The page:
This tiling is topologically related as a part of sequence of regular polyhedra with Schläfli symbols, continuing into the hyperbolic plane. It is topologically related as a part of sequence of Catalan solids with face configuration Vn.6.6, continuing into the hyperbolic plane. Like the uniform polyhedra there are eight uniform tilings that can be based from the regular hexagonal tiling. Drawing the tiles colored as red on the original faces, yellow at the original vertices, blue along the original edges, there are 8 forms, 7 which are topologically distinct. There are 4 regular complex apeirogons. Regular complex apeirogons have edges, where edges can contain 2 or more vertices. Regular apeirogons pr are constrained by: 1/p + 2/q + 1/r = 1. Edges have p vertices, vertex figures are r-gonal; the first is made of 2-edges, next two are triangular edges, the last has overlapping hexagonal edges. There are three Laves tilings made of single type of triangles: Triangular tiling honeycomb Simplectic honeycomb Tilings of regular polygons List of uniform tilings Isogrid Coxeter, H.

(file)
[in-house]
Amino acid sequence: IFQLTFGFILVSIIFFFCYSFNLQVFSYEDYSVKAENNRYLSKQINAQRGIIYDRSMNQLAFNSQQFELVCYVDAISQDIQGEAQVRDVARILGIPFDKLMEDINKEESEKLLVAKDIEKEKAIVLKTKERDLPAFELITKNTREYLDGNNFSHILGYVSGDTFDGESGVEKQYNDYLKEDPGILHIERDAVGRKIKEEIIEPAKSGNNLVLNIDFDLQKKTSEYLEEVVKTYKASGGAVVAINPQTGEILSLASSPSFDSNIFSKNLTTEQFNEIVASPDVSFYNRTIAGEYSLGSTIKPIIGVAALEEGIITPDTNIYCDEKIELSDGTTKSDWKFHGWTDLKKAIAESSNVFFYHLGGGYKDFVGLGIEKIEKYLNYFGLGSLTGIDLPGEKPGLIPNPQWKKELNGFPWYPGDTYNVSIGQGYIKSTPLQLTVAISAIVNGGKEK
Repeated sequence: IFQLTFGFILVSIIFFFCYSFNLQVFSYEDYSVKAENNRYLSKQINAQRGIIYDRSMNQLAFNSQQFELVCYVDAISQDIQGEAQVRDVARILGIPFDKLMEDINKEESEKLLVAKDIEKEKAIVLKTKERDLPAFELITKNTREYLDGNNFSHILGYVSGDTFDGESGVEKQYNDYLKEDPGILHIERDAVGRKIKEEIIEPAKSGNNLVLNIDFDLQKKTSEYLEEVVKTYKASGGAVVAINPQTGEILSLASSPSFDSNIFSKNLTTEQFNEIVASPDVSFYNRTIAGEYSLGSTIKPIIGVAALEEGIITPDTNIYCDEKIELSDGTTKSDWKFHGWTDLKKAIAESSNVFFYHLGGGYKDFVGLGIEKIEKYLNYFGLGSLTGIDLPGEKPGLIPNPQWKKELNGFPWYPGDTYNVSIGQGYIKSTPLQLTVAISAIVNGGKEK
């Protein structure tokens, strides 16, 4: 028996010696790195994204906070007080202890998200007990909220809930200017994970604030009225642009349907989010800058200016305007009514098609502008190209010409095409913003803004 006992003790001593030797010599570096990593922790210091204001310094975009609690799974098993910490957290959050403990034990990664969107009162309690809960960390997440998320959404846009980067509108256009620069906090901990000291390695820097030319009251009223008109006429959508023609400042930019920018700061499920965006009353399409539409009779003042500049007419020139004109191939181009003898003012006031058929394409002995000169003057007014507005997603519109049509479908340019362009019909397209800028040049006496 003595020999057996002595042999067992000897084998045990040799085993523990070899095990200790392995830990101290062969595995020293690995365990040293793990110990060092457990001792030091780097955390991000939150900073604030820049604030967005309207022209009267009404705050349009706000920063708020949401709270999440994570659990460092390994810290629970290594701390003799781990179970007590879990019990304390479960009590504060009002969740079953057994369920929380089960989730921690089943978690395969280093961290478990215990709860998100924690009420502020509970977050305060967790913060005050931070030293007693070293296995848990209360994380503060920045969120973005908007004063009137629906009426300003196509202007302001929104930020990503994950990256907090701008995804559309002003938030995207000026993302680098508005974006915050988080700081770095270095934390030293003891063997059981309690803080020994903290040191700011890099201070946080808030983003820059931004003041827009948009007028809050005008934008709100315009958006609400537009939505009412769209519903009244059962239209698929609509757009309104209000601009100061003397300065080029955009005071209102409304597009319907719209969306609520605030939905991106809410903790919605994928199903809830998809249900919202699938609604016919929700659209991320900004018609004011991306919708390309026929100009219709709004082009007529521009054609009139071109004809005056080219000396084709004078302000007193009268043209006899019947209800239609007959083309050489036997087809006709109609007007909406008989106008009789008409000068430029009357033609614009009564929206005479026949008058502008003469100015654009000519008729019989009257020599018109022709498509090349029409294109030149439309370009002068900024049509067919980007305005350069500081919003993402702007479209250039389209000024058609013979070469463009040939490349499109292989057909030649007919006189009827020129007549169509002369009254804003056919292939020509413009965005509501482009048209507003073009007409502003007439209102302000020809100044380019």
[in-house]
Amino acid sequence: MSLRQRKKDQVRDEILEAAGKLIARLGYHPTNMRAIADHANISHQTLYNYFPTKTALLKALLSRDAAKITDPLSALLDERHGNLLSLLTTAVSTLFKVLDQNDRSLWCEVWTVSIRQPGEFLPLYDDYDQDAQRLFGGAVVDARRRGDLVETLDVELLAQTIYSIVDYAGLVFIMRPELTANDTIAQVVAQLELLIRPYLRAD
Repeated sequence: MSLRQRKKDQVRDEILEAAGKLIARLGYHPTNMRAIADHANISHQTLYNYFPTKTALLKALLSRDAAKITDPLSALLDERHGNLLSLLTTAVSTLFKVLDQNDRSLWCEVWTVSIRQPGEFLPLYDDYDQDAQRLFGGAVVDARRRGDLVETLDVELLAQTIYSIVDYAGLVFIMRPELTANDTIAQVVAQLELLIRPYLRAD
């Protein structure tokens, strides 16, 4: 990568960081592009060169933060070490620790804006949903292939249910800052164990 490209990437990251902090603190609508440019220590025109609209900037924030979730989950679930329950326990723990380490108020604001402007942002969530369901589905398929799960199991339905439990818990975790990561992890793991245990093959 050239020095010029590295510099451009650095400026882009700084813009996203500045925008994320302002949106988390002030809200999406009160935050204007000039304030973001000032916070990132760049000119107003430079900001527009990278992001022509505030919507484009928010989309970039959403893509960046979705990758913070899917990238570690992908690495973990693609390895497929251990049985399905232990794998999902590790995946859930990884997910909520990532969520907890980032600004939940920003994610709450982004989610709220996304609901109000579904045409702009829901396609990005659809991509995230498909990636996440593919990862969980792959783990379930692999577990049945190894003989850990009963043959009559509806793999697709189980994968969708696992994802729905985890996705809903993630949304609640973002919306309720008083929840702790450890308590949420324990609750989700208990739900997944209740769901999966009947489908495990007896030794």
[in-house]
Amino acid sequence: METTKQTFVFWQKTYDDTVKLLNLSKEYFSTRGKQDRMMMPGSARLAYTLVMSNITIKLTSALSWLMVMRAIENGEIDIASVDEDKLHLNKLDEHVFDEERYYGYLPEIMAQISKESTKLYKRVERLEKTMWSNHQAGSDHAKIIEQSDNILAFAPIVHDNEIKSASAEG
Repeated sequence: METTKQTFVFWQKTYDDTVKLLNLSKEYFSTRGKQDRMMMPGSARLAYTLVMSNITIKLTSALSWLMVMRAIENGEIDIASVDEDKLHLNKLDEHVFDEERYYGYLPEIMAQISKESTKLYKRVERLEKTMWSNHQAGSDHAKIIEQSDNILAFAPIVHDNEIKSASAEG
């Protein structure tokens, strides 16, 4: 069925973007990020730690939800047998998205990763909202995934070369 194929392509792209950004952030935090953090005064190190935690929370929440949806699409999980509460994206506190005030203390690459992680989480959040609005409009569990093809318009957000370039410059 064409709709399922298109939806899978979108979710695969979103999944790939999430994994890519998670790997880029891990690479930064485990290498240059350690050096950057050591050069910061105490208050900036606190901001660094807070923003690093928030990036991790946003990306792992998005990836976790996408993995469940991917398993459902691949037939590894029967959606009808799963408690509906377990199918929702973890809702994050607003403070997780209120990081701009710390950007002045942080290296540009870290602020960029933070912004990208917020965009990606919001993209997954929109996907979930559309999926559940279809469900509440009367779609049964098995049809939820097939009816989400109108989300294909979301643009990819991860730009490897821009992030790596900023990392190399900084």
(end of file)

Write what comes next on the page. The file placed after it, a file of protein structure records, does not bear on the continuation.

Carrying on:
S. M. Regular Polytopes, Dover edition, ISBN 0-486-61480-8 p. 296, Table II: Regular honeycombs Grünbaum, Branko. C.. Tilings and Patterns. New York: W. H. Freeman. ISBN 0-7167-1193-1. CS1 maint: Multiple names: authors list Williams, Robert; the Geometrical Foundation of Natural Structure: A Source Book of Design. Dover Publications, Inc. ISBN 0-486-23729-X. P35 John H. Conway, Heidi Burgiel, Chaim Goodman-Strass, The Symmetries of Things 2008, ISBN 978-1-56881-220-5 Weisstein, Eric W. "Triangular Grid". MathWorld. Weisstein, Eric W. "Regular tessellation". MathWorld. Weisstein, Eric W. "Uniform tessellation". MathWorld. Klitzing, Richard. "2D Euclidean tilings x3o6o - trat - O2"